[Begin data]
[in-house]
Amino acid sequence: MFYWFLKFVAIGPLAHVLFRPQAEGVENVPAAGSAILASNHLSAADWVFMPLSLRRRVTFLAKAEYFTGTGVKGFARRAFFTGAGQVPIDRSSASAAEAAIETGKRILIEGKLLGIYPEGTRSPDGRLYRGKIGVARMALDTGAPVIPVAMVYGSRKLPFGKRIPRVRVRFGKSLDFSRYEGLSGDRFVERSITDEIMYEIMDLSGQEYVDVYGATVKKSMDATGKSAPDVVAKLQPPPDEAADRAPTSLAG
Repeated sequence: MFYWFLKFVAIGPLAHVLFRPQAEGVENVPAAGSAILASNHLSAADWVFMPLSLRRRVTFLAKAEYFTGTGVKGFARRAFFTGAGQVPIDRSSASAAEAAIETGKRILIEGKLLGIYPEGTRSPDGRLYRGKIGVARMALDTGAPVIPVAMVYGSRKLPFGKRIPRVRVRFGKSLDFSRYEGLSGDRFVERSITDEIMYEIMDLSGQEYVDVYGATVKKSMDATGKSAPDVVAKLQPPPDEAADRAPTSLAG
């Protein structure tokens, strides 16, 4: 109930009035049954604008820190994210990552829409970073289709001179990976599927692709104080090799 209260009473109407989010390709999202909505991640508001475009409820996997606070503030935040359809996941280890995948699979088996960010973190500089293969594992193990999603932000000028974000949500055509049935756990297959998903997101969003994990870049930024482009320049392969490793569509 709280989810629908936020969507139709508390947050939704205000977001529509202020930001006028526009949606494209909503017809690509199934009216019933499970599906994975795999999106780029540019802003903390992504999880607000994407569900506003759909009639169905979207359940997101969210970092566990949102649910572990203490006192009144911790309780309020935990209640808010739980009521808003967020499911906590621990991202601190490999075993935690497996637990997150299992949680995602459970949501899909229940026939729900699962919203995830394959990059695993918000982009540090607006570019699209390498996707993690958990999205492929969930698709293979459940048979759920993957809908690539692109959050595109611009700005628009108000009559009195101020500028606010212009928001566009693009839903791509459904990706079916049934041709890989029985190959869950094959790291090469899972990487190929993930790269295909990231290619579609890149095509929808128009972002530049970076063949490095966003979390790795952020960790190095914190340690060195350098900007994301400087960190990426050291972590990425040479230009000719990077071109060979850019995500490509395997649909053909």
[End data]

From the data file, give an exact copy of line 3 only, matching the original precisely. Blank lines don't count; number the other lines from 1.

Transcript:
Repeated sequence: MFYWFLKFVAIGPLAHVLFRPQAEGVENVPAAGSAILASNHLSAADWVFMPLSLRRRVTFLAKAEYFTGTGVKGFARRAFFTGAGQVPIDRSSASAAEAAIETGKRILIEGKLLGIYPEGTRSPDGRLYRGKIGVARMALDTGAPVIPVAMVYGSRKLPFGKRIPRVRVRFGKSLDFSRYEGLSGDRFVERSITDEIMYEIMDLSGQEYVDVYGATVKKSMDATGKSAPDVVAKLQPPPDEAADRAPTSLAG